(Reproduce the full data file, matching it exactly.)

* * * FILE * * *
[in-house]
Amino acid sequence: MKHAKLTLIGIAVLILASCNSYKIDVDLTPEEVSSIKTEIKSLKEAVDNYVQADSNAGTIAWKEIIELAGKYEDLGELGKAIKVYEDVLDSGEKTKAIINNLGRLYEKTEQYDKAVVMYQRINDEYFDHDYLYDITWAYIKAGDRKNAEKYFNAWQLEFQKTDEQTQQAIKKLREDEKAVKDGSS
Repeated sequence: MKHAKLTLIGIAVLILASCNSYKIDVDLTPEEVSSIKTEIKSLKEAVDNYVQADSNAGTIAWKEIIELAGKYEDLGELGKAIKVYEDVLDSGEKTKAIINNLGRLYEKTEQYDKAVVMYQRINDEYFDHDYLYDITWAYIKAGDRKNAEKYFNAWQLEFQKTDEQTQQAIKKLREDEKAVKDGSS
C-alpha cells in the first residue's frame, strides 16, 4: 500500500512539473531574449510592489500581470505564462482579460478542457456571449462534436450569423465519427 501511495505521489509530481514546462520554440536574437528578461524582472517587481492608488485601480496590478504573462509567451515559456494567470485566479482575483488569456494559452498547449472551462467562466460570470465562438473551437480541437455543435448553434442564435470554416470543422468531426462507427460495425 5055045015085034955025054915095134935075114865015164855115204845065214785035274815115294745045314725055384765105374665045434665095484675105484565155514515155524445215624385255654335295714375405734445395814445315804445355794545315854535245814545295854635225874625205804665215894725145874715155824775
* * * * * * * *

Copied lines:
[in-house]
Amino acid sequence: MKHAKLTLIGIAVLILASCNSYKIDVDLTPEEVSSIKTEIKSLKEAVDNYVQADSNAGTIAWKEIIELAGKYEDLGELGKAIKVYEDVLDSGEKTKAIINNLGRLYEKTEQYDKAVVMYQRINDEYFDHDYLYDITWAYIKAGDRKNAEKYFNAWQLEFQKTDEQTQQAIKKLREDEKAVKDGSS
Repeated sequence: MKHAKLTLIGIAVLILASCNSYKIDVDLTPEEVSSIKTEIKSLKEAVDNYVQADSNAGTIAWKEIIELAGKYEDLGELGKAIKVYEDVLDSGEKTKAIINNLGRLYEKTEQYDKAVVMYQRINDEYFDHDYLYDITWAYIKAGDRKNAEKYFNAWQLEFQKTDEQTQQAIKKLREDEKAVKDGSS
C-alpha cells in the first residue's frame, strides 16, 4: 500500500512539473531574449510592489500581470505564462482579460478542457456571449462534436450569423465519427 501511495505521489509530481514546462520554440536574437528578461524582472517587481492608488485601480496590478504573462509567451515559456494567470485566479482575483488569456494559452498547449472551462467562466460570470465562438473551437480541437455543435448553434442564435470554416470543422468531426462507427460495425 5055045015085034955025054915095134935075114865015164855115204845065214785035274815115294745045314725055384765105374665045434665095484675105484565155514515155524445215624385255654335295714375405734445395814445315804445355794545315854535245814545295854635225874625205804665215894725145874715155824775